Dirty Grandpa had so many factors working against it it's almost a miracle it made it over $10 million in its opening weekend; its distributor, Lionsgate, has very little experience marketing high profile comedies, while the hard R rating of Dirty Grandpa might have made it too raunchy for older audiences who typically come out for comedic DeNiro films like The Intern and Last Vegas. Plus, the title was also super similar to another "elderly person run amok" feature, the Jackass spin-off Bad Grandpa, not to mention it was torn to shreds by critics. No word on the budget for this one, but I doubt Efron post-Neighbors came cheap. So yeah, this one isn't a cataclysmic dud at the box office, but it's also a lower the average earner for both of its stars that I doubt will become much more than a critical punching bag from here on out.

In fifth place was another newcomer to the marketplace, The Boy, with an OK, but not great $11.2 million. This horror feature cost about $10 million to make, and in the spectrum of opening weekends for supernatural horror movies was just above Mirrors ($11.1 million) and just below Ghost Ship ($11.5 million) and The Fog ($11.7 million). The Boy was, from a conceptual level, gonna have trouble standing out from a marketing perspective considering the concept of evil dolls in horror movies is well-trodden ground (those Puppet Master movies are still on-going in the land of direct-to-video sequels, and of course, Annabelle made over $80 million in the fall of 2014) and trailers, posters and commercials for The Boy never gave it anything to stand out in terms of a location, notable actors or inventive scares. At least it was cheap to make and did manage to get over $10 million in its opening weekend, outpacing the debuts of recent horror films like The Gallows ($9.8 million) and Sinister 2 ($10.5 million).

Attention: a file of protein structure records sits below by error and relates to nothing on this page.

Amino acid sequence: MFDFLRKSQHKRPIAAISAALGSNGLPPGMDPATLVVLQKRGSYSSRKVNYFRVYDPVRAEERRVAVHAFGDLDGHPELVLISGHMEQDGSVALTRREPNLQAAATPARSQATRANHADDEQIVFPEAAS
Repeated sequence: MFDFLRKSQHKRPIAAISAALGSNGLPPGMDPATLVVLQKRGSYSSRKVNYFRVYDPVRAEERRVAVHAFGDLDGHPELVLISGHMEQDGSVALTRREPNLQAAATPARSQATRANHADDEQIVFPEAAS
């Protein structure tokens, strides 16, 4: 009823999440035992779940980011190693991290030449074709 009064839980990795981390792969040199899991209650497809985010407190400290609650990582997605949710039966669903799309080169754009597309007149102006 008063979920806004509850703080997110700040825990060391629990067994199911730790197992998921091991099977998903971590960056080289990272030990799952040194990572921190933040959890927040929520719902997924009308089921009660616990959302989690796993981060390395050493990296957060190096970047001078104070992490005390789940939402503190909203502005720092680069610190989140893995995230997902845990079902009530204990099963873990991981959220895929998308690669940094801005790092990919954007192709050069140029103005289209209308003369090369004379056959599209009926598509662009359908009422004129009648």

The 5th Wave? Please take a seat next to other failed Young-Adult Novel Film Adaptations like The Host and The Giver. Yeah, this Chloe Grace Moretz starring feature bombed over the weekend, grossing only $10.7 million over the weekend. In terms of other YA novel movie adaptations, this one did come in ahead of The Host ($10.6 million) and The Mortal Instruments: The City Of Bones ($9.3 million), but failed to scale even the heights of a box office misfire like The Giver ($12.3 million),  Even on a more modest $38 million budget, I think it's fair to say that the opening of The 5th Wave failed to impact on the box office. Moretz and Zac Efron (the duo both had box office duds this weekend) are likely eagerly awaiting the arrival of Neighbors 2: Sorority Rising to boost their respective box office profiles.